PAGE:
The difference between a good mechanic and a bad one, like the difference between a good mathematician and a bad one, is precisely this ability to select the good facts from the bad ones on the basis of quality. He has to care! This is an ability about which formal traditional scientific method has nothing to say. — p. 360

By returning our attention to Quality it is hoped that we can get technological work out of the noncaring subject-object dualism and back into craftsmanlike self-involved reality again, which will reveal to us the facts we need when we are stuck. — p. 361

To put it in more concrete terms: If you want to build a factory, or fix a motorcycle, or set a nation right without getting stuck, then classical, structured, dualistic subject-object knowledge, although necessary, isn’t enough. You have to have some feeling for the quality of the work. You have to have a sense of what’s good. That is what carries you forward. This sense isn’t just something you’re born with, although you are born with it. It’s also something you can develop. It’s not just “intuition,” not just unexplainable “skill” or “talent.” It’s the direct result of contact with basic reality. Quality, which dualistic reason has in the past tended to conceal. — p. 364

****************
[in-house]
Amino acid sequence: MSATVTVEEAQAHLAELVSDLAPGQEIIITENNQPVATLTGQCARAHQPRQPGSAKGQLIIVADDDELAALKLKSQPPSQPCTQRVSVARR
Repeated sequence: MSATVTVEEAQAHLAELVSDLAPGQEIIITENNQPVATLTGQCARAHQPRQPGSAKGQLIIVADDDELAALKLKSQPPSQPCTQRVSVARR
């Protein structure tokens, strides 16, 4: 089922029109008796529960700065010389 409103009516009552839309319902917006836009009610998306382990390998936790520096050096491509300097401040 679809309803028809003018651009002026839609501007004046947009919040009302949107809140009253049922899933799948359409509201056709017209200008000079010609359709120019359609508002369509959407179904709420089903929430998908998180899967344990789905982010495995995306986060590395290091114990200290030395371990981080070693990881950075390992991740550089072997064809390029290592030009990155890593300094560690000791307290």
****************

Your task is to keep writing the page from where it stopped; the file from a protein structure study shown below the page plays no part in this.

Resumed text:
Stuckness shouldn’t be avoided. It’s the psychic predecessor of all real understanding. An egoless acceptance of stuckness is a key to an understanding of all Quality, in mechanical work as in other endeavors. — p. 366

The way to resolve the conflict is to break down the barriers of dualistic thought that prevent a real understanding of what technology is—not an exploitation of nature, but a fusion of nature and the human spirit into a new kind of creation that transcends both. When this transcendence occurs in such events as the first airplane flight across the ocean or the first footstep on the moon, a kind of public recognition of the transcendent nature of technology occurs. But this transcendence should also occur at the individual level, on a personal basis, in one’s own life, in a less dramatic way. — p. 373

Because we’re unaccustomed to it, we don’t usually see that there’s a third possible logical term equal to yes and no which is capable of expanding our understanding in an unrecognized direction. We don’t even have a term for it, so I’ll have to use the Japanese mu. […] Mu simply says, “No class; not one, not zero, not yes, not no.” It states that the context of the question is such that a yes or no answer is an error and should not be given. “Unask the question” is what it says. — p. 411

My personal feeling is that this is how any further improvement of the world will be done: by individuals making Quality decisions and that’s all. — p. 460

Phaedrus remembered a line from Thoreau: “You never gain something but that you lose something.” And now he began to see for the first time the unbelievable magnitud of what man, when he gained power to understand and rule the world in terms of dialectic truths, had lost. He had built empires of scientific capability to manipulate the phenomena of nature into enormous manifestations of his own dreams of power and wealth—but for this he had exchanged an empire of understanding of equal magnitude: an understanding of what it is to be a part of the world, and not an enemy of it. — p. 486